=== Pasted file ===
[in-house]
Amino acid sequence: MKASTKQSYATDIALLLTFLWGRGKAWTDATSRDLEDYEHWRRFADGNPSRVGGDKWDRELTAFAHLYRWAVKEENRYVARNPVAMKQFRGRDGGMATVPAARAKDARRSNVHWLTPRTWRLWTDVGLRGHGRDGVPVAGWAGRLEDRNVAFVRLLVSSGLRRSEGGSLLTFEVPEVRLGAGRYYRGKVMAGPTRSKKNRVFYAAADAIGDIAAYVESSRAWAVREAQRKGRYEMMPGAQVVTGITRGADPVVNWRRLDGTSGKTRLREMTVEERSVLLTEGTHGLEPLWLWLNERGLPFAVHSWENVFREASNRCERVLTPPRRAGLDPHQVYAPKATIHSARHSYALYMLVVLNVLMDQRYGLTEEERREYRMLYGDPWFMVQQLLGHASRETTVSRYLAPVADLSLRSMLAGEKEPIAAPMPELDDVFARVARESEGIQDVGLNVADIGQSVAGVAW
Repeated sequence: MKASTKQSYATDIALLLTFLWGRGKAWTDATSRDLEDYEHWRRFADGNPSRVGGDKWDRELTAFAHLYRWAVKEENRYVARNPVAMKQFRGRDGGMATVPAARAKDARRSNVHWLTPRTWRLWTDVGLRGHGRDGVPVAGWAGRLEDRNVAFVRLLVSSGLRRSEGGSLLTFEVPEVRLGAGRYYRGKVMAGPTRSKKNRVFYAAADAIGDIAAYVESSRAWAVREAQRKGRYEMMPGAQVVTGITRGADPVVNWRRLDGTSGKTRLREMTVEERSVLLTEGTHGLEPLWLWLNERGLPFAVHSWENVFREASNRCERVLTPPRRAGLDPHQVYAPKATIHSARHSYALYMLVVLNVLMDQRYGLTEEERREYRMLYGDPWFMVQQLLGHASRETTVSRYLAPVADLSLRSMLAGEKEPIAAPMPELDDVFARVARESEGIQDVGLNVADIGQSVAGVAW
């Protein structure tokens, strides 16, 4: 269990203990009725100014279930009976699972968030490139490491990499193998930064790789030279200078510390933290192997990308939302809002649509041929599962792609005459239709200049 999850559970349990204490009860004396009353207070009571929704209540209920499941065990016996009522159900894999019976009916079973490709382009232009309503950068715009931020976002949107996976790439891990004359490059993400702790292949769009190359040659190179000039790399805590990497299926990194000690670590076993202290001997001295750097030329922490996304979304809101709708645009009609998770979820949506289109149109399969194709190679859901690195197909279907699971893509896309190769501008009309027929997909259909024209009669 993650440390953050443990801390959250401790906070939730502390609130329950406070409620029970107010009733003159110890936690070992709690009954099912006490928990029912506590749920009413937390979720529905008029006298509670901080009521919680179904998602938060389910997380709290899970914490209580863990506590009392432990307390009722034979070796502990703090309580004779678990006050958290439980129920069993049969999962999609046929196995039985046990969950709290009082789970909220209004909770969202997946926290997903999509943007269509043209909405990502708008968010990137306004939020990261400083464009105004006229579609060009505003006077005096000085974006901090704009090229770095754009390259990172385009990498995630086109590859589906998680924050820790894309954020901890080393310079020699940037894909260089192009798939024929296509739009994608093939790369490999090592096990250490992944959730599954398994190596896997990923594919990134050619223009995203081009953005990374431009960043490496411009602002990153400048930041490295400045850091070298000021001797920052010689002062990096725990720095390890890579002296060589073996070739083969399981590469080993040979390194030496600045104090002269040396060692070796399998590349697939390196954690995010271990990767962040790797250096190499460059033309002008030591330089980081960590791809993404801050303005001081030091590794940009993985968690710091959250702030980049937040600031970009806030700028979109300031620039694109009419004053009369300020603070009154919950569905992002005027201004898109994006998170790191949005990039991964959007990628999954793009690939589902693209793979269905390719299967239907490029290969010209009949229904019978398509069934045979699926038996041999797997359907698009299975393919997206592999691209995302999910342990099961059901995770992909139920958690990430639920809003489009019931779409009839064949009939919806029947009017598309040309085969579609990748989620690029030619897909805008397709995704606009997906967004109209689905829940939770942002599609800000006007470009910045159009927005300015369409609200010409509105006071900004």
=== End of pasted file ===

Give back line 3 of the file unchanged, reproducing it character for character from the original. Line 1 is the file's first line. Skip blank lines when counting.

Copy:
Repeated sequence: MKASTKQSYATDIALLLTFLWGRGKAWTDATSRDLEDYEHWRRFADGNPSRVGGDKWDRELTAFAHLYRWAVKEENRYVARNPVAMKQFRGRDGGMATVPAARAKDARRSNVHWLTPRTWRLWTDVGLRGHGRDGVPVAGWAGRLEDRNVAFVRLLVSSGLRRSEGGSLLTFEVPEVRLGAGRYYRGKVMAGPTRSKKNRVFYAAADAIGDIAAYVESSRAWAVREAQRKGRYEMMPGAQVVTGITRGADPVVNWRRLDGTSGKTRLREMTVEERSVLLTEGTHGLEPLWLWLNERGLPFAVHSWENVFREASNRCERVLTPPRRAGLDPHQVYAPKATIHSARHSYALYMLVVLNVLMDQRYGLTEEERREYRMLYGDPWFMVQQLLGHASRETTVSRYLAPVADLSLRSMLAGEKEPIAAPMPELDDVFARVARESEGIQDVGLNVADIGQSVAGVAW